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Own farmland? How to set the best rental price and agreement

3.5 min read

It’s likely that most, if not all, farmers will rent some amount of land during their farming career. And while the road from A to Z with a farmland rental agreement is never the same, there are still some bedrock principles and considerations all farmers should understand, both when setting the rental price and with agreement details.

Price: Calculate the productive value

Craig Klemmer, Director, Portfolio Risk Management at FCC, explains that productive value is the revenue potential of the land if you were farming it yourself.

To calculate productive value: Look at your past production. When the land worth is known, market rent can be calculated.

For example: If 160 acres of land were valued at $600,000 and the estimated rate of return was 2.5%, multiply $600,000 by 2.5% and divide that by 160 to get $93.75 per acre.

Price: Determine asset value

Asset value is the production potential, as well as local demand and the number of operators looking to rent.

As the landowner, you can determine asset value by considering the willingness in the community to pay for land and factors such as:

  • Return on investment (estimated appreciation of the asset over time)

  • Efficiency gains from maximizing equipment usage and owning property as part of a larger contiguous block of land

  • Other possible revenue sources the land may represent, such as infrastructure rental property

  • The incalculable, like sentimental value of multi-generational property

The price: Establish your objectives

Landowners should know their objectives when renting out their land. These may include:

  • Maximizing returns

  • Finding a long-term renter

  • Having some input into a renter’s farm operations

  • Supporting the transition to the next generation

Klemmer says renting for only the sake of making money comes with potential risks. The highest bids could come from aggressive renters who overbid and are unlikely or unable to meet their obligations, leaving the landowner out of pocket.

Agreement: Open communication and expectations

As you begin your land rental agreement with a renter, the more information, the better when it comes to clear communication and understanding expectations.

If you want to know what crops are being produced and want crop updates, include those details — and any others — in the rental agreement, says J.P. Gervais, FCC Vice-President and Chief Economist.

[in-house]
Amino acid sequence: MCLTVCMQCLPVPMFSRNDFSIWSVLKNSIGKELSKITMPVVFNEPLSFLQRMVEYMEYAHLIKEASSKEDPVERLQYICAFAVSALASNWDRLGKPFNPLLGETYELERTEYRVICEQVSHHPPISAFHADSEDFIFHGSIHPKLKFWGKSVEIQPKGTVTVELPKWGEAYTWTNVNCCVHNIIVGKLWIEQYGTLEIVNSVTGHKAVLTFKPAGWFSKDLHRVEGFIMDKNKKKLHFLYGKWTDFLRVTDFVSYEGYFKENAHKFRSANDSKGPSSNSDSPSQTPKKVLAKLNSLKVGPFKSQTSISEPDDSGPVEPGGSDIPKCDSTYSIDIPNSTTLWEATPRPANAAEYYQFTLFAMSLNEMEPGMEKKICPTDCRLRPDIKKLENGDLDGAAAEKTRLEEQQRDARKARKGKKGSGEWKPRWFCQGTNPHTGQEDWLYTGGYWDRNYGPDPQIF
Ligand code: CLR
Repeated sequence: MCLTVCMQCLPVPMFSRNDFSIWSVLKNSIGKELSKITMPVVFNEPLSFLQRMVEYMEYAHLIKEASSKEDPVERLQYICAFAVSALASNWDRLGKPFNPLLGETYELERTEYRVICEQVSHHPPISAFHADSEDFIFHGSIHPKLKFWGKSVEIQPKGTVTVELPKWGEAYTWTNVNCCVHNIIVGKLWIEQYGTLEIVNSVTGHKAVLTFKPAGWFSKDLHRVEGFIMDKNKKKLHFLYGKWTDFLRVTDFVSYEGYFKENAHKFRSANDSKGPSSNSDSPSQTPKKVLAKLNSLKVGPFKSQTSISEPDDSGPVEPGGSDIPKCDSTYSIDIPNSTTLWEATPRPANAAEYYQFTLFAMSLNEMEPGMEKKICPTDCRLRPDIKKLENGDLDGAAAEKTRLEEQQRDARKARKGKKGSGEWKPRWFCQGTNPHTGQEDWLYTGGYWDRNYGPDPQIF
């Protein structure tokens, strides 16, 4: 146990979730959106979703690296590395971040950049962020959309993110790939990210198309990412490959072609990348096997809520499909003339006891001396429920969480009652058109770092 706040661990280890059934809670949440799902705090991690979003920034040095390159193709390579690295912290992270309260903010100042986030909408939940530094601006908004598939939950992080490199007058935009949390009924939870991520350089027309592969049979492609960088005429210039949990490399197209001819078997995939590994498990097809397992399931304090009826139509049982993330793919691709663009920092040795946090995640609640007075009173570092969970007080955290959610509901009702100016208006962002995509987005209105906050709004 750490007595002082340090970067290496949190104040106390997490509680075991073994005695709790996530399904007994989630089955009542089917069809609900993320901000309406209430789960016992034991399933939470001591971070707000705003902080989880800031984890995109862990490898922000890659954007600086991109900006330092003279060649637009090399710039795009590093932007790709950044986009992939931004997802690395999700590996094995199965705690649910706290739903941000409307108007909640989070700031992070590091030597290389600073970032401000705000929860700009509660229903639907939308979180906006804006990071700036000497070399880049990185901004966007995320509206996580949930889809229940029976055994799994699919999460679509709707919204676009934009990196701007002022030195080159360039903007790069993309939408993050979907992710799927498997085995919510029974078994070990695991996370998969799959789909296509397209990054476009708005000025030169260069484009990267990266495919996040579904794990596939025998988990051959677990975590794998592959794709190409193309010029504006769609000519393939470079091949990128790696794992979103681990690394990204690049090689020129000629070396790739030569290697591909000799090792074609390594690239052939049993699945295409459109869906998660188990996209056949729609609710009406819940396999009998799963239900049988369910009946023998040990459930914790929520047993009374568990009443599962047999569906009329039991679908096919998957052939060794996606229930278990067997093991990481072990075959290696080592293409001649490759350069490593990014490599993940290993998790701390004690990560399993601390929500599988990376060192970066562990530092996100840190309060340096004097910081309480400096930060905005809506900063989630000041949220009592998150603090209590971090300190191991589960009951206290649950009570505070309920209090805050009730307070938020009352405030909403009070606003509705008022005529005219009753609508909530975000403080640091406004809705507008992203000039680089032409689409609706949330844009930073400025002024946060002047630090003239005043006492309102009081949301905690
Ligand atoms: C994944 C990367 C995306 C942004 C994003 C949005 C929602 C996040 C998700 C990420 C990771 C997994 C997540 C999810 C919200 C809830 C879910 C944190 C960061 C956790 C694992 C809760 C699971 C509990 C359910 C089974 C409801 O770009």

Agreement: Stewardship plans

Stewardship is paramount to maintaining the value of any property, be it land or a home. No housing landlord wants to see holes in the walls and missing appliances when the tenant leaves. A negligent landowner may also discover renter damage, resulting in costly fixes and losses.

Working stewardship into the rental agreement can help avoid any potential damage, Klemmer says.

“Potential impacts of a bad renter are destruction or degradation of land improvements such as tillage, irrigation equipment, or other facilities, like bins, barns and sheds,” says Klemmer.

Agreement: Type of contract

Now that you and a renter have agreed to work together, it’s time to sign a contract. While split revenues and expenses are an option, the most common type of contract is a cash contract at a pre-set price. Land quality and land use will be the primary drivers in setting rates. Hay and pastureland will be much cheaper than land for cash crops such as canola, soy or corn.

Agreement: Get it in writing

Think of a written contract as a business risk management tool. There are no surprises when everything is written down.

Verbal contracts are still utilized in today’s market, but are not preferred for multiple reasons.

“The first is that verbal contracts do not give clarity to important details such as rates and payment dates,” Gervais says. “If nothing is written down, it’s easy for one or both parties to say one thing one day and then another the next.”

Think of a written contract as a business risk management tool. There are no surprises when everything is written down. Future success will be more difficult to plan if you’re unable to review previous contracts. Eventually you’ll forget key details - written contracts ensure that never happens. Most importantly, they protect both parties in the event of a conflict. Verbal contracts leave everything open and could be trouble.

Points for landlords to consider

  • How much rent is needed to cover property taxes?

  • What non-monetary factors should you consider - if it’s going to cost you to clean-up the property, should you rent to a better land manager?

  • How will the tenant do crop rotation?

  • What’s the weed control plan?

  • How valuable is a long-term lease to you?

Article by: Richard Kamchen

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